Zygomycosis: the re-emerging fungal infection

  • M. Chayakulkeeree
  • M. A. Ghannoum
  • J. R. Perfect
Review

Abstract

Invasive fungal infections are major medical complications in immunocompromised patients. The recent rise in the incidence of cancer and the increased use of newer medical treatment modalities, including organ transplantations, have resulted in growing numbers of highly immunosuppressed individuals. Although aspergillosis and candidiasis are among the most common invasive mycoses in such patients, there is evidence that the incidence of infectious diseases caused by Zygomycetes has risen significantly over the past decade. Patients with diabetes, malignancies, solid organ or bone marrow transplants, or iron overload and those receiving immunosuppressive agents, deferoxamine therapy, or broad-spectrum antimicrobial drugs are at highest risk for zygomycosis. This review details the emergence and importance of zygomycosis in current clinical practice and its manifestations and management. The etiologic species, pathogenesis and risk factors for zygomycosis are reviewed and updated. The clinical spectrum of zygomycosis is now broader, and it can be difficult to distinguish between mucormycosis and enthomophthoramycosis, both of which can manifest as disease ranging from a superficial infection to an angioinvasive infection with high mortality. Finally, the three-part treatment strategy (antifungal drugs, surgery, control of underlying diseases) is reviewed. Lipid formulations of amphotericin B are the antifungal agents of choice for treatment of zygomycosis. A novel antifungal triazole, posaconazole, has been developed and may become approved for treatment of zygomycosis. The clinical experience with adjunctive treatments like colony-stimulating factors, interferon-gamma, and hyperbaric oxygen therapy is still limited.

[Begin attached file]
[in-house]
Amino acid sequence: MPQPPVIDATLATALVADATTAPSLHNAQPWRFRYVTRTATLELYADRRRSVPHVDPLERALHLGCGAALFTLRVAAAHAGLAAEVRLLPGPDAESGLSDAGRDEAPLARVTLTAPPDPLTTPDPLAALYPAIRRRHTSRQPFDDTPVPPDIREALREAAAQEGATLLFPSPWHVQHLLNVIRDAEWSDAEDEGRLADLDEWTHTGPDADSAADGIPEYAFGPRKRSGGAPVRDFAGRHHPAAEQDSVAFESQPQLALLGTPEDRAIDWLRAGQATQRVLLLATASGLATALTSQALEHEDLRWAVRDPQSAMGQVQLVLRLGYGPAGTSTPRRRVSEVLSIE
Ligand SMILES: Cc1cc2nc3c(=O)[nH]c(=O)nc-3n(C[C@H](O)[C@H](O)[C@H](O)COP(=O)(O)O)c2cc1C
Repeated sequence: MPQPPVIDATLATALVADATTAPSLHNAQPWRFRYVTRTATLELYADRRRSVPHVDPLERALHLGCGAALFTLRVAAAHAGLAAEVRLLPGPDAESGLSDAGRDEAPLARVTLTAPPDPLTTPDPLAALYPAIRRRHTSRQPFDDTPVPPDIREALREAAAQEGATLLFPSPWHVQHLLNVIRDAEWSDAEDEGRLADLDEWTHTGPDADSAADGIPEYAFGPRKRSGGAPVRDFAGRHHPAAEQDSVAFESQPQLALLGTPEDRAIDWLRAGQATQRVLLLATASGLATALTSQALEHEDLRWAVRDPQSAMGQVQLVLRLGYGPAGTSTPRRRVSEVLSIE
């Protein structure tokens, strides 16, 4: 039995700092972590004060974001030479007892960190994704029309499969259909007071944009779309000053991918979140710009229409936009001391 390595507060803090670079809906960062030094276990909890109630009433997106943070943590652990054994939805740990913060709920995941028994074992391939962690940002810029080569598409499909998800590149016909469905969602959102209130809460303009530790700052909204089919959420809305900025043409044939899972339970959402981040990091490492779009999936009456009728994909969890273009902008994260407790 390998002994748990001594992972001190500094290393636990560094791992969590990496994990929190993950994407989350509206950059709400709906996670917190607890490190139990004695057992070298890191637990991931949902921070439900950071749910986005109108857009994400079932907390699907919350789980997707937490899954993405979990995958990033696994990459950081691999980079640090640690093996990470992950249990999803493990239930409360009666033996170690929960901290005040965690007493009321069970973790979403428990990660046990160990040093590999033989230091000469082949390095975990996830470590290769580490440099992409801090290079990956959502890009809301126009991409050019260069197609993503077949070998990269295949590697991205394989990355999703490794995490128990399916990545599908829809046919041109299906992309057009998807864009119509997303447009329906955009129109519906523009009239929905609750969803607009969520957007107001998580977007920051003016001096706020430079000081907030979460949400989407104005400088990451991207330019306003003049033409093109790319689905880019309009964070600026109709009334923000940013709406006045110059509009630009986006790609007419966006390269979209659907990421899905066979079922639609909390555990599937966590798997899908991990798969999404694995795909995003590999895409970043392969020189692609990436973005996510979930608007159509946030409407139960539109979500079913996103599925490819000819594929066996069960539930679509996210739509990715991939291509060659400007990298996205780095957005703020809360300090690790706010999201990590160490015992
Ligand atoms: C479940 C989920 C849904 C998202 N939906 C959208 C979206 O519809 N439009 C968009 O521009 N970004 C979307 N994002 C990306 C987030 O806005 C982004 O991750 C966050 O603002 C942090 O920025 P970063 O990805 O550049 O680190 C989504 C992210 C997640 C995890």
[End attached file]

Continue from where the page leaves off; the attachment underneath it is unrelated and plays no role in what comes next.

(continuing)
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Copyright information

© Springer-Verlag 2006

Authors and Affiliations

  • M. Chayakulkeeree
    • 1
    • 2
  • M. A. Ghannoum
    • 3
  • J. R. Perfect
    • 4
  1. 1.Department of Medicine, Division of Infectious DiseasesDuke University Medical CenterDurhamUSA
  2. 2.Division of Infectious Diseases and Tropical Medicine, Department of Medicine, Faculty of Medicine Siriraj HospitalMahidol UniversityBangkokThailand
  3. 3.Center for Medical Mycology, Department of DermatologyCase Western Reserve UniversityClevelandUSA
  4. 4.Department of Medicine, Division of Infectious Diseases and Department of Molecular Genetics and MicrobiologyDuke University Medical CenterDurhamUSA

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